Your SlideShare is downloading. ×
  • Like
1new   Sustainable Innovation
Upcoming SlideShare
Loading in...5
×

Thanks for flagging this SlideShare!

Oops! An error has occurred.

×

Now you can save presentations on your phone or tablet

Available for both IPhone and Android

Text the download link to your phone

Standard text messaging rates apply

1new Sustainable Innovation

  • 560 views
Published

Innovation

Innovation

Published in Business , Technology
  • Full Name Full Name Comment goes here.
    Are you sure you want to
    Your message goes here
    Be the first to comment
    Be the first to like this
No Downloads

Views

Total Views
560
On SlideShare
0
From Embeds
0
Number of Embeds
0

Actions

Shares
Downloads
13
Comments
0
Likes
0

Embeds 0

No embeds

Report content

Flagged as inappropriate Flag as inappropriate
Flag as inappropriate

Select your reason for flagging this presentation as inappropriate.

Cancel
    No notes for slide

Transcript

  • 1. Sustainable Innovation BCSD - TAIWAN 30th September 2004 Taipei, Taiwan Professor Martin Charter Director The Centre for Sustainable Design Martin Charter & Associates (c) Martin Charter (2004)
  • 2. Sustainable Innovation Terminology No common understanding - Products (Eco-innovation – Fussler et al) - Technologies - contaminated land remediation - air pollution - monitoring and control - waste management - recycling - noise and vibration - energy management - consultancy (c) Martin Charter (2004)
  • 3. Type 4: System 20 Sustainable innovation level Eco-efficiency improvement/ Type 3: Function organisational complexity innovation Type 2: Product redesign Type 1: Product improvement 5 10 20 Tim (years) e Eco-efficiency curves (c) Martin Charter (2004)
  • 4. Sustainable Innovation Types • Product/services/technologies • Process • Organisational (c) Martin Charter (2004)
  • 5. Sustainable Innovation Barriers to sustainable innovation Background • Weak understanding and knowledge over how to integrate sustainability into innovation policies • Lack of clear drivers for sustainable innovation • A focus on eco-efficiency and dematerialisation will not deliver sustainable innovation • To move towards higher levels of sustainable innovation (systems) will require long-term, strategic change in societies • Existing focus on incremental improvements or (eco)re-design, rather than functional or system innovation • Limited uptake of sustainable product/eco-design outside of transnationals • Value and supply networks are increasingly geographically disparate (c) Martin Charter (2004)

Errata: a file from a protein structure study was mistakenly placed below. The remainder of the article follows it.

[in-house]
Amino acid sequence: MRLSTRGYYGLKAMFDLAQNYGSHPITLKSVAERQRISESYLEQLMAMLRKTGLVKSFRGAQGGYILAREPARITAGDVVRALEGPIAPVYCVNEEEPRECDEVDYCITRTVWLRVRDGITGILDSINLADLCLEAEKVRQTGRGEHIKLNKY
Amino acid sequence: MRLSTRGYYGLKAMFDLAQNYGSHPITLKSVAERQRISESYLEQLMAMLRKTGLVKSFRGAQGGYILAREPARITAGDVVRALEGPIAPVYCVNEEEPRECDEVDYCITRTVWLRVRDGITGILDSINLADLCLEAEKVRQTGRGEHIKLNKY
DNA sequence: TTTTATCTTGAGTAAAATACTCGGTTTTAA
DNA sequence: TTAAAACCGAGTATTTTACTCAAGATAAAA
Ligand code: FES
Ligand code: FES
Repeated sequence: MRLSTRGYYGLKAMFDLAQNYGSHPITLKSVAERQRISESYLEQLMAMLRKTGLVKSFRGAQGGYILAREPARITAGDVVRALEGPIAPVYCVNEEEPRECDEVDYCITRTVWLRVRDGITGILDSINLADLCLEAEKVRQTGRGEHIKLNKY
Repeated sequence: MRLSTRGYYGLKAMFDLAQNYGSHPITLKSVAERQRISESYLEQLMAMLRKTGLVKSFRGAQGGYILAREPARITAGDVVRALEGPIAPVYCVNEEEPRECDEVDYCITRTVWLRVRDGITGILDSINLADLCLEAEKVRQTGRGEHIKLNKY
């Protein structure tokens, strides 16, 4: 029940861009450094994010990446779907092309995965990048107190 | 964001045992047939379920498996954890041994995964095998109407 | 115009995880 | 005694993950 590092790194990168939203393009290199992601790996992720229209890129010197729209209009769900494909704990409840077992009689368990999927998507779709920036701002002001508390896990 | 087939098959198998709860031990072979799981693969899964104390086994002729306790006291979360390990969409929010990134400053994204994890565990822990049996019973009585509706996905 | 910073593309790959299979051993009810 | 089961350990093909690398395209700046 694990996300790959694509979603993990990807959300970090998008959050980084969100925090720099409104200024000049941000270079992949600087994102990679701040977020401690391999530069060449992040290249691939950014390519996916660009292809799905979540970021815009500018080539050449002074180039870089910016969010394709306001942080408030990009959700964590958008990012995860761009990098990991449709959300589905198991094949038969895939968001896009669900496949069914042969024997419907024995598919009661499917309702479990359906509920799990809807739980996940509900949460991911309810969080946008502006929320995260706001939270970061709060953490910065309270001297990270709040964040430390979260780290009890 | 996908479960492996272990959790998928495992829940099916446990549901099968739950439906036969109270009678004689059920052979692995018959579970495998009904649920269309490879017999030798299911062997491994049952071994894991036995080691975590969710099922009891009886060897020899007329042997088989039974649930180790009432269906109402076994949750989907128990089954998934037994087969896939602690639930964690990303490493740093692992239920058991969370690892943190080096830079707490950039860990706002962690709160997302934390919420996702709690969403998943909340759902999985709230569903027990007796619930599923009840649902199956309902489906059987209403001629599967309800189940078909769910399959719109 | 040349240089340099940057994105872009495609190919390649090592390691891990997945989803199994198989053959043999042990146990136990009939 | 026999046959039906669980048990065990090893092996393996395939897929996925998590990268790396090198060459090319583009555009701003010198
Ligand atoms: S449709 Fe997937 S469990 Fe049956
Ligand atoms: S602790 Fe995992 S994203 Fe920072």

• 6. Sustainable Innovation Barriers to sustainable innovation Markets • Green often seems to suffer from a poor perception • Most markets are still dominated by price • Green markets are still niche markets • Lack of green mass markets • Awareness:action gap • There is a wide variation of awareness of sustainability/ environmental issues • B2C customers tend to be wedded to ownership • Developing countries lack good quality information • 3 billion people live on less than $2 per day (c) Martin Charter (2004)
  • 7. Sustainable Innovation Barriers to sustainable innovation Organisational • There is a lack of senior level vision and commitment to sustainability • Nervousness over taking a pioneering or leadership role on sustainable innovation • Sustainability is not seen as area of business opportunity • Green is generally seen as a threat-based, compliance agenda • Sustainability issues are rarely included in the corporate strategy, business development and/or the ‘opportunity search’ process • There is a lack of awareness of sustainability/environmental awareness amongst key business functions • Organisational systems and procedures are often inflexible • Product designers and design consultancies still have a poor understanding of sustainability (c) Martin Charter (2004)
  • 8. Sustainable Innovation Barriers to sustainable innovation Entrepreneurship and funding 1 • Poor linkages between experts, investors, entrepreneurs and inventors • Lack of sustainable innovation catalysts • Academia has not been successful at transferring radical concepts (e.g. functional, systems) of sustainable innovation • Need for bridges between inventors, investors, entrepreneurs and academia • Little recognition of sustainable innovation opportunities amongst • successful entrepreneurs (c) Martin Charter (2004)
  • 9. Sustainable Innovation Barriers to sustainable innovation Entrepreneurship and funding 2 • Sustainable technologies/product/services are not viewed as major opportunities by investors: - business concepts/technologies often seen as too risky - financial returns often not seen as significant enough to justify investment - not enough successful entrepreneurs with track-records in the area • Inventors/entrepreneurs: lack of start-up funding and business skills (c) Martin Charter (2004)